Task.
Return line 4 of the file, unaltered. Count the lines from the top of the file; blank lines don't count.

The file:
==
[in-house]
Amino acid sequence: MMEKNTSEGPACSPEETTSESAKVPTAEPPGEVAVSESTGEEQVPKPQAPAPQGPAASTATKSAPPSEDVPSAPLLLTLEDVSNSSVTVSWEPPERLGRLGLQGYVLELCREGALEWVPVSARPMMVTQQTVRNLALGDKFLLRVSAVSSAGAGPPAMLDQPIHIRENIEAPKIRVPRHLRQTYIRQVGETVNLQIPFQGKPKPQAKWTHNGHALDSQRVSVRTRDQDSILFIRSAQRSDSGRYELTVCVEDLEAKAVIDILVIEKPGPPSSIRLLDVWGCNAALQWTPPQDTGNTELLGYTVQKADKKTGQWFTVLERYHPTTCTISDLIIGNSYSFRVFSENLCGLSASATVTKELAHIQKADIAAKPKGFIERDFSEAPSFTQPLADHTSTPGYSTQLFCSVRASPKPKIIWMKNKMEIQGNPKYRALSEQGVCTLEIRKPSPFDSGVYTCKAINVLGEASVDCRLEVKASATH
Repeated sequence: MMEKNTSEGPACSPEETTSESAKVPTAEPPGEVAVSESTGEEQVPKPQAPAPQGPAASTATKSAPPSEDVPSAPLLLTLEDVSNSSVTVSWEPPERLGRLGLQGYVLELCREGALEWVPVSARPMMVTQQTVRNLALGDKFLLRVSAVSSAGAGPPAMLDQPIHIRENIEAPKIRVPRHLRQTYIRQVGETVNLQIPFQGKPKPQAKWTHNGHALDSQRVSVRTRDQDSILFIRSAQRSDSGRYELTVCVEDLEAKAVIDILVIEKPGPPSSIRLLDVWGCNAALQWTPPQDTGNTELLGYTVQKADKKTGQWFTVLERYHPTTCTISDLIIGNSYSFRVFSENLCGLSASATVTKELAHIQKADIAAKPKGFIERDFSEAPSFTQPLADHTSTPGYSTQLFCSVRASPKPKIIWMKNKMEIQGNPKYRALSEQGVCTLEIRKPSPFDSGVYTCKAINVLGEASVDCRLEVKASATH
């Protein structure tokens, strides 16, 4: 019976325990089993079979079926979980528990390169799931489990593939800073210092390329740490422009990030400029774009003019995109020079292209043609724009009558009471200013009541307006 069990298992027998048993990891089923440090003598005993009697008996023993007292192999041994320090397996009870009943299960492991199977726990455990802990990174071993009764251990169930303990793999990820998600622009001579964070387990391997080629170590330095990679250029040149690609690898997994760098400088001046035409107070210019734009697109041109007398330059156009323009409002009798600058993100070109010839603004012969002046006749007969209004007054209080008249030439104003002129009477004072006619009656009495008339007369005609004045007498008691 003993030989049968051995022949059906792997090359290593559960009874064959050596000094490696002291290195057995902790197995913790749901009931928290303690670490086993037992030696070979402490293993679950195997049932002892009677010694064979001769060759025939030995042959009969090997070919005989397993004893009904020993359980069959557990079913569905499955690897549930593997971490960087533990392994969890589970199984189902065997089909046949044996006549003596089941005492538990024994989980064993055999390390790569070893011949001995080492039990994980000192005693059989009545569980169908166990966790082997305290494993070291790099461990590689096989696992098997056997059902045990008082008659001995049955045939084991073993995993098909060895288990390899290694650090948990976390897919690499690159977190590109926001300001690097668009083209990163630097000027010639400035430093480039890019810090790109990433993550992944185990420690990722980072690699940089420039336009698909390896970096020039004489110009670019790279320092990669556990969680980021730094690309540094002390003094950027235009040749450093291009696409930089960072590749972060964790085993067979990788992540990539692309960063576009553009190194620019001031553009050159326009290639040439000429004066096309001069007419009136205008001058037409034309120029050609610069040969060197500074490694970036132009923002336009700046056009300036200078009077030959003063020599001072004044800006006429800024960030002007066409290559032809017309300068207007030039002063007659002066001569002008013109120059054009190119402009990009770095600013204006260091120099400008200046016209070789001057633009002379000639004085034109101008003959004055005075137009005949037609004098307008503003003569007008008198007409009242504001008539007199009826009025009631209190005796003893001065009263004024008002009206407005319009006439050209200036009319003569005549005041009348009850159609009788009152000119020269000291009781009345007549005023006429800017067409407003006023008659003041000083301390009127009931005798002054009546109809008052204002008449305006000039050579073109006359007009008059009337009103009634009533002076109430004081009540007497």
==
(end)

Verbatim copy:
């Protein structure tokens, strides 16, 4: 019976325990089993079979079926979980528990390169799931489990593939800073210092390329740490422009990030400029774009003019995109020079292209043609724009009558009471200013009541307006 069990298992027998048993990891089923440090003598005993009697008996023993007292192999041994320090397996009870009943299960492991199977726990455990802990990174071993009764251990169930303990793999990820998600622009001579964070387990391997080629170590330095990679250029040149690609690898997994760098400088001046035409107070210019734009697109041109007398330059156009323009409002009798600058993100070109010839603004012969002046006749007969209004007054209080008249030439104003002129009477004072006619009656009495008339007369005609004045007498008691 003993030989049968051995022949059906792997090359290593559960009874064959050596000094490696002291290195057995902790197995913790749901009931928290303690670490086993037992030696070979402490293993679950195997049932002892009677010694064979001769060759025939030995042959009969090997070919005989397993004893009904020993359980069959557990079913569905499955690897549930593997971490960087533990392994969890589970199984189902065997089909046949044996006549003596089941005492538990024994989980064993055999390390790569070893011949001995080492039990994980000192005693059989009545569980169908166990966790082997305290494993070291790099461990590689096989696992098997056997059902045990008082008659001995049955045939084991073993995993098909060895288990390899290694650090948990976390897919690499690159977190590109926001300001690097668009083209990163630097000027010639400035430093480039890019810090790109990433993550992944185990420690990722980072690699940089420039336009698909390896970096020039004489110009670019790279320092990669556990969680980021730094690309540094002390003094950027235009040749450093291009696409930089960072590749972060964790085993067979990788992540990539692309960063576009553009190194620019001031553009050159326009290639040439000429004066096309001069007419009136205008001058037409034309120029050609610069040969060197500074490694970036132009923002336009700046056009300036200078009077030959003063020599001072004044800006006429800024960030002007066409290559032809017309300068207007030039002063007659002066001569002008013109120059054009190119402009990009770095600013204006260091120099400008200046016209070789001057633009002379000639004085034109101008003959004055005075137009005949037609004098307008503003003569007008008198007409009242504001008539007199009826009025009631209190005796003893001065009263004024008002009206407005319009006439050209200036009319003569005549005041009348009850159609009788009152000119020269000291009781009345007549005023006429800017067409407003006023008659003041000083301390009127009931005798002054009546109809008052204002008449305006000039050579073109006359007009008059009337009103009634009533002076109430004081009540007497």